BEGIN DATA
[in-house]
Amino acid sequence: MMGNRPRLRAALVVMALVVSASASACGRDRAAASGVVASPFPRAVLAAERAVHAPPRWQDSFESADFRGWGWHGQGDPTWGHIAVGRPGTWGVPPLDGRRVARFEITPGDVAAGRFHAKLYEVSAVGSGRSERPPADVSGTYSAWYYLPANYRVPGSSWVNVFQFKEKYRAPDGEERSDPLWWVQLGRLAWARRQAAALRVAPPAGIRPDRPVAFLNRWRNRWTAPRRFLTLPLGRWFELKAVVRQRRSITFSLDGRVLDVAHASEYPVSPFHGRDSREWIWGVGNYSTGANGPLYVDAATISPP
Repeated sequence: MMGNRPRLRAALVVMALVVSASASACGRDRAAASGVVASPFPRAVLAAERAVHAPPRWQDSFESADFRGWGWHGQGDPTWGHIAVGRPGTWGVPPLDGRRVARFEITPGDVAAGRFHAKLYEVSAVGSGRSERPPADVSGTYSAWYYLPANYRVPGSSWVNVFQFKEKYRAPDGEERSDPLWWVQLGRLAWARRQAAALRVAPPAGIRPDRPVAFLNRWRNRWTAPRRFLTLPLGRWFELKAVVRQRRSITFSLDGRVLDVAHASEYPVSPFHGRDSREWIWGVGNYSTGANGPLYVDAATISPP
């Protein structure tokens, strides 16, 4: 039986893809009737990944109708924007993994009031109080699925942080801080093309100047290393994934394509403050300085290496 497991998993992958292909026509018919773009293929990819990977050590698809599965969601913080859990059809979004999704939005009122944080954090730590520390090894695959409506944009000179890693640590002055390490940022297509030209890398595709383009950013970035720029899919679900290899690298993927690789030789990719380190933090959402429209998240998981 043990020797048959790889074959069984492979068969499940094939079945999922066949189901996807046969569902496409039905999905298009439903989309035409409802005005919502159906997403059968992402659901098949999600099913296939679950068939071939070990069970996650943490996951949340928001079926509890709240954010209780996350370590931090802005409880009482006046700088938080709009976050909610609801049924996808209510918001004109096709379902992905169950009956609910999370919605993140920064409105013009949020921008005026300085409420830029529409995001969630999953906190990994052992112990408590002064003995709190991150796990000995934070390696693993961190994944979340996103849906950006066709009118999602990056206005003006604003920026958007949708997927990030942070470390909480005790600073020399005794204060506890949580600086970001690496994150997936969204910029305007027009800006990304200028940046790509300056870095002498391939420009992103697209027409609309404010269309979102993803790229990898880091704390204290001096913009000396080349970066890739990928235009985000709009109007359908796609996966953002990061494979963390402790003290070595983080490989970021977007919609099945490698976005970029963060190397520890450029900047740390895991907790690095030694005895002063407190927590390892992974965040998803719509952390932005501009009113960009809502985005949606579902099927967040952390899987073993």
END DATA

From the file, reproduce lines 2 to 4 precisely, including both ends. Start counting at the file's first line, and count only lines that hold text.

Amino acid sequence: MMGNRPRLRAALVVMALVVSASASACGRDRAAASGVVASPFPRAVLAAERAVHAPPRWQDSFESADFRGWGWHGQGDPTWGHIAVGRPGTWGVPPLDGRRVARFEITPGDVAAGRFHAKLYEVSAVGSGRSERPPADVSGTYSAWYYLPANYRVPGSSWVNVFQFKEKYRAPDGEERSDPLWWVQLGRLAWARRQAAALRVAPPAGIRPDRPVAFLNRWRNRWTAPRRFLTLPLGRWFELKAVVRQRRSITFSLDGRVLDVAHASEYPVSPFHGRDSREWIWGVGNYSTGANGPLYVDAATISPP
Repeated sequence: MMGNRPRLRAALVVMALVVSASASACGRDRAAASGVVASPFPRAVLAAERAVHAPPRWQDSFESADFRGWGWHGQGDPTWGHIAVGRPGTWGVPPLDGRRVARFEITPGDVAAGRFHAKLYEVSAVGSGRSERPPADVSGTYSAWYYLPANYRVPGSSWVNVFQFKEKYRAPDGEERSDPLWWVQLGRLAWARRQAAALRVAPPAGIRPDRPVAFLNRWRNRWTAPRRFLTLPLGRWFELKAVVRQRRSITFSLDGRVLDVAHASEYPVSPFHGRDSREWIWGVGNYSTGANGPLYVDAATISPP
């Protein structure tokens, strides 16, 4: 039986893809009737990944109708924007993994009031109080699925942080801080093309100047290393994934394509403050300085290496 497991998993992958292909026509018919773009293929990819990977050590698809599965969601913080859990059809979004999704939005009122944080954090730590520390090894695959409506944009000179890693640590002055390490940022297509030209890398595709383009950013970035720029899919679900290899690298993927690789030789990719380190933090959402429209998240998981 043990020797048959790889074959069984492979068969499940094939079945999922066949189901996807046969569902496409039905999905298009439903989309035409409802005005919502159906997403059968992402659901098949999600099913296939679950068939071939070990069970996650943490996951949340928001079926509890709240954010209780996350370590931090802005409880009482006046700088938080709009976050909610609801049924996808209510918001004109096709379902992905169950009956609910999370919605993140920064409105013009949020921008005026300085409420830029529409995001969630999953906190990994052992112990408590002064003995709190991150796990000995934070390696693993961190994944979340996103849906950006066709009118999602990056206005003006604003920026958007949708997927990030942070470390909480005790600073020399005794204060506890949580600086970001690496994150997936969204910029305007027009800006990304200028940046790509300056870095002498391939420009992103697209027409609309404010269309979102993803790229990898880091704390204290001096913009000396080349970066890739990928235009985000709009109007359908796609996966953002990061494979963390402790003290070595983080490989970021977007919609099945490698976005970029963060190397520890450029900047740390895991907790690095030694005895002063407190927590390892992974965040998803719509952390932005501009009113960009809502985005949606579902099927967040952390899987073993």